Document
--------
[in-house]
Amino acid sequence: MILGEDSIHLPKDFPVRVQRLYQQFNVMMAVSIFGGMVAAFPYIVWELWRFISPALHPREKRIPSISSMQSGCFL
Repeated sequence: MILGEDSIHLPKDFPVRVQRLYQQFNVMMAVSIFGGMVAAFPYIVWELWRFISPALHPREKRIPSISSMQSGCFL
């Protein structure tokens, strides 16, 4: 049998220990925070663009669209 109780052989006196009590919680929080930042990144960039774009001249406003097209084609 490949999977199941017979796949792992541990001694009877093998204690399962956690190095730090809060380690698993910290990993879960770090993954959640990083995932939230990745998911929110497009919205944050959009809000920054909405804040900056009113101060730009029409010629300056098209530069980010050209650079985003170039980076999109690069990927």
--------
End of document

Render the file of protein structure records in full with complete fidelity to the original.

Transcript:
[in-house]
Amino acid sequence: MILGEDSIHLPKDFPVRVQRLYQQFNVMMAVSIFGGMVAAFPYIVWELWRFISPALHPREKRIPSISSMQSGCFL
Repeated sequence: MILGEDSIHLPKDFPVRVQRLYQQFNVMMAVSIFGGMVAAFPYIVWELWRFISPALHPREKRIPSISSMQSGCFL
């Protein structure tokens, strides 16, 4: 049998220990925070663009669209 109780052989006196009590919680929080930042990144960039774009001249406003097209084609 490949999977199941017979796949792992541990001694009877093998204690399962956690190095730090809060380690698993910290990993879960770090993954959640990083995932939230990745998911929110497009919205944050959009809000920054909405804040900056009113101060730009029409010629300056098209530069980010050209650079985003170039980076999109690069990927």